Tuesday, November 22, 2011

Two Scrappy Double-Knit Polyester Quilts

Bowties, c. 1975, California
My quest for 1970s quilts has turned up two more colorful examples made of double-knit polyester. The first is a vibrant, multicolored Bowties quilt with hot pink, lime green, and a multitude of other solids and prints. The bowties run diagonally in the blocks, from upper left to lower right, which gives the quilt a wonderful sense of movement.

25-Patch Grid, c. 1970, Michigan
The second quilt is a wonky, multicolored 25-Patch Grid quilt from Michigan. This quilt is reminiscent of the utility quilts from the Southeast, and has what I like to call a casual geometry. The patches are roughly the same size and shape, but not exact. Horizontal strips jump out, lending structure to the design, while the vertical strips between blocks blend in more.

So far, the sophisticated use of color is one thing I take away from my search for 70s quilts. In the 1850s red, white, and green were most prevalent. In the Depression Easter egg colors dominated. In the 1970s there was Technicolor, influenced by Pop Art, evolving multimedia, and a generation of film and television. The luxurious fabrics and high level of craft may have been mostly absent, but I feel the 1970s quilts stand out for their innovative use of color.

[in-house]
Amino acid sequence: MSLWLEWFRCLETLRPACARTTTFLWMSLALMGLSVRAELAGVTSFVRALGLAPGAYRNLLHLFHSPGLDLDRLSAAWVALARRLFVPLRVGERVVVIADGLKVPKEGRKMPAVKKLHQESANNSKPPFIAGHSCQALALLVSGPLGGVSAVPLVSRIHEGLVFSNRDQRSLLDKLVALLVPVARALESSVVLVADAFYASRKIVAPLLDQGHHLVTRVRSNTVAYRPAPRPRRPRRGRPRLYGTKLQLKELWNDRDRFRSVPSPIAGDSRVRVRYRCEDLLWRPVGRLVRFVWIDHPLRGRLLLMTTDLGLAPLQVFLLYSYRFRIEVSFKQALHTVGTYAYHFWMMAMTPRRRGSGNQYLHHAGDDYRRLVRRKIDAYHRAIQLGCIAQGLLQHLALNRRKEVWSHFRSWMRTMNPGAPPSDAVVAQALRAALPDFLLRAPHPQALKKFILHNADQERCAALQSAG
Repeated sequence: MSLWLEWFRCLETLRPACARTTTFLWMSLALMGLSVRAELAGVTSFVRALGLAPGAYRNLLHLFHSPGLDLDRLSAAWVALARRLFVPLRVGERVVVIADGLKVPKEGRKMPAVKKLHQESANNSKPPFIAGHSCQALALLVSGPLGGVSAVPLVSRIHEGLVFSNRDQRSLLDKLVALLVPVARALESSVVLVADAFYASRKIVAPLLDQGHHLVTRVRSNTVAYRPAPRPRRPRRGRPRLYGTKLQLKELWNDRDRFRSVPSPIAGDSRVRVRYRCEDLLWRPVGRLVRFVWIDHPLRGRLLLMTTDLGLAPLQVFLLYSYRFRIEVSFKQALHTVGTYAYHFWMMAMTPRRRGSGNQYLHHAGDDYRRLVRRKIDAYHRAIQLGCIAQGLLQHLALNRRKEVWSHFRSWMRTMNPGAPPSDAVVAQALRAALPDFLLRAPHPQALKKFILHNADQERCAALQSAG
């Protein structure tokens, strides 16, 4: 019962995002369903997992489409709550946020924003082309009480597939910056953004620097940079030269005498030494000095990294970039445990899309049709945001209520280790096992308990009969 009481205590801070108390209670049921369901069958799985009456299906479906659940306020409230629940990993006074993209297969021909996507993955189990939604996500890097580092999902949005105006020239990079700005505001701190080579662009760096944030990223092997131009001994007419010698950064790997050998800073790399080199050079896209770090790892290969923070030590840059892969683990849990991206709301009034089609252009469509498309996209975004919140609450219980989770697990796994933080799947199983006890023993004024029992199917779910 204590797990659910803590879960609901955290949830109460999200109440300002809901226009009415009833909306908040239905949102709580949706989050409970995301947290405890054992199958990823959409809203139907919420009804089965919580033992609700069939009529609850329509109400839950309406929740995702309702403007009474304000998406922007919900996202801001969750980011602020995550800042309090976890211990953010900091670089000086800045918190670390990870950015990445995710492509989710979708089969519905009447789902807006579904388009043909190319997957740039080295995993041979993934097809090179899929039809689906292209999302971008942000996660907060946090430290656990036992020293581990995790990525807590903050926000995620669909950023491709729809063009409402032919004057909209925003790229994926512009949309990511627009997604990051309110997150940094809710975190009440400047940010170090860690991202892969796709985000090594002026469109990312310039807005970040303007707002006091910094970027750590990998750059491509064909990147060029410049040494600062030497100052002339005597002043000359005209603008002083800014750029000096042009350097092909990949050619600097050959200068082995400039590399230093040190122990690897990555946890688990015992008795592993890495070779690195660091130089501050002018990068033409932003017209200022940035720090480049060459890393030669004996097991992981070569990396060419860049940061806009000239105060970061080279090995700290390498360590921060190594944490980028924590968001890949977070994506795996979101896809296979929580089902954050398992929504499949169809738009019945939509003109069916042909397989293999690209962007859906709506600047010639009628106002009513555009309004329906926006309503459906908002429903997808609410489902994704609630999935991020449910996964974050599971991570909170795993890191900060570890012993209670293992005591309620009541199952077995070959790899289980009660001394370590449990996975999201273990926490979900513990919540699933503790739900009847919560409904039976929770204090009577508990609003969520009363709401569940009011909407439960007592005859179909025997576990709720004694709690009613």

1. Love both of these quilts. I am really enjoying these polyester quilts you have been showcasing here. The colors are so vibrant, they make these quilts spark.

  2. It's been a lot of fun developing an appreciation for what these quilts have to teach the world. When it comes to the use of color, I think the quilts have a lot to say!

  3. oh wow, fabulous! I love the second one. just incredible. It's not just that they use amazing colors, it's that the colors don't fade. wonderful.

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